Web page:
President Joe Biden is entering the G-7 summit talks and his meeting with Russian President Vladimir Putin from a "position of weakness" because his administration doesn't prioritize national security, Sen. John Thune said Thursday on Newsmax.
"You can see that by what they do with their budget," the South Dakota Republican told Newsmax's "John Bachman Now." "If you want to see what's happening, where people's priorities are, follow the money in the budget that he submitted to Congress."
Biden's proposed budget had a 1% increase for defense, said Thune, and a 16% increase for non-defense spending.
"That's a message that gets sent loudly and clearly to the world," the senator said. "I think the United States, if we want to project strength in the world, the world has to understand that we're going to follow through on what we say."
Meanwhile, Biden was close to an infrastructure deal but backed off after opposition from progressives, Bachman said, and Thune agreed that it will be very hard for the president to advance legislation when he doesn't have a mandate in his own party.
"Most of what they're talking about right now lacks even sufficient support among Democrats to get 51 votes, let alone 60 on the floor of the Senate," said Thune. "Republicans have said a couple of things; one is we're not going to go for tax increases and two we were taught we have to talk about real infrastructure, core infrastructure, heart infrastructure."
But an infrastructure bill that's "done smartly" could gain bipartisan support, but not when it includes wishlist items that aren't really traditional projects, said Thune.
"I think there's a bipartisan deal there to be had, but it can't be had under the conditions the Democrats want and that is massive tax increases that will wreck the economy and kill jobs, and spending on things that are totally unrelated to infrastructure," he added. "That's where we start, and that's why I think it's going to be very tough to get a deal. Maybe we need a bill to define what infrastructure actually is. "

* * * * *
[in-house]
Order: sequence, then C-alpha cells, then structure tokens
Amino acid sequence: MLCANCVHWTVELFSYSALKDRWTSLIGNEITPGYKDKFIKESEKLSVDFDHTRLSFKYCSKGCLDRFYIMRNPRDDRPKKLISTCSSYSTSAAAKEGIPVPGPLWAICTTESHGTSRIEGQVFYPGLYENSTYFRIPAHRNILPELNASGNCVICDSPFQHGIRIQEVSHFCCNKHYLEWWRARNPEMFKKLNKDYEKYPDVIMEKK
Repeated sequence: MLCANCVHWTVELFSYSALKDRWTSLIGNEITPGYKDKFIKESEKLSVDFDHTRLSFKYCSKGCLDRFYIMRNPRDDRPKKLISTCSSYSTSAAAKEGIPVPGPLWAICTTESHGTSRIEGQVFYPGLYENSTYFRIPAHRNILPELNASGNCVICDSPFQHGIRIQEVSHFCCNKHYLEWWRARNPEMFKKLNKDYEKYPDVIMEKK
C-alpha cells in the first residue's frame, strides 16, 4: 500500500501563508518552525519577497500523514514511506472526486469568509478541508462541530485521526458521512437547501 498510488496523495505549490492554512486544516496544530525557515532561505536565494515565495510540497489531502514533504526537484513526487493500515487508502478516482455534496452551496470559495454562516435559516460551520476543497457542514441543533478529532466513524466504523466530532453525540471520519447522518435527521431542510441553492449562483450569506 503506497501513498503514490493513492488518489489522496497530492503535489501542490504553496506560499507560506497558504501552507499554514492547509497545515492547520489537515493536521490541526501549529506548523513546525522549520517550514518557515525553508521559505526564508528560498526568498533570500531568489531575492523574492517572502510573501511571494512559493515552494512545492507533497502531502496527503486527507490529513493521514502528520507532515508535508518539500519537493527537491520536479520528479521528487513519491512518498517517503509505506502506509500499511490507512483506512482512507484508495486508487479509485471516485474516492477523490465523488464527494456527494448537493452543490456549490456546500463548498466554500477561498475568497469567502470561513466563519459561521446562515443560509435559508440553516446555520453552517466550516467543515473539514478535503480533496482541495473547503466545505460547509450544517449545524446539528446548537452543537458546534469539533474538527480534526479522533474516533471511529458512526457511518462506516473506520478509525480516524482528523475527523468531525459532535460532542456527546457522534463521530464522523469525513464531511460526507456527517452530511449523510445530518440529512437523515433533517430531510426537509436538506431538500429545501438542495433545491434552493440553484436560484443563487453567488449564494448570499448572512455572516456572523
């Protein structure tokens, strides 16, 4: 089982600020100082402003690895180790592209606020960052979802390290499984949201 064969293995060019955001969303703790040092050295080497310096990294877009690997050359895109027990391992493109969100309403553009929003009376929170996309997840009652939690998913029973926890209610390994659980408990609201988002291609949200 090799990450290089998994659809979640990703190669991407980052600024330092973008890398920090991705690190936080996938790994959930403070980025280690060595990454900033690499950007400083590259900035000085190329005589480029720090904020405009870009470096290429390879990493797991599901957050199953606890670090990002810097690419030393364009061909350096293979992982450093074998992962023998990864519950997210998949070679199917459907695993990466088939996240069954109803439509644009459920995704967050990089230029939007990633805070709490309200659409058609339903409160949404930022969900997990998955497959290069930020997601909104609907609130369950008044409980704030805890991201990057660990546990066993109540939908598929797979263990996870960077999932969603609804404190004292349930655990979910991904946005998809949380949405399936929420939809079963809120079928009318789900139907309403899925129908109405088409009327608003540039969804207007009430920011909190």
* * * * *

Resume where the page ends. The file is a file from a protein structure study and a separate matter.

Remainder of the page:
Thune also spoke out against Facebook and its censorship of people who post what it deems to be fake information about the COVID pandemic.
"I think the whole issue with China and the labs and the transparency and accountability and disclosure issues there are critical and we've got to get to the bottom of that," said Thune, adding that he has a bill proposed concerning the site and transparency.
Thune also discussed the addition of B-21 Raider bombers to Ellsworth Air Force Base, noting that the plans mark a "historic, once-in-a-generation story for the base and the state.
"The B-21 Raider the next generation bomber has capabilities that keep us competitive with our adversaries," said Thune. "The only three nations in the world that have strategic bombers are China, Russia, and the United States, so the B-21 is absolutely essential to our ability to defend America and American interest to project power...if the U.S. is going to be a part of the nuclear triad, we're going to be the main operating base, and so absolutely we're delighted about that, but most importantly, about the important role that this aircraft will play in our national security priorities in the future.
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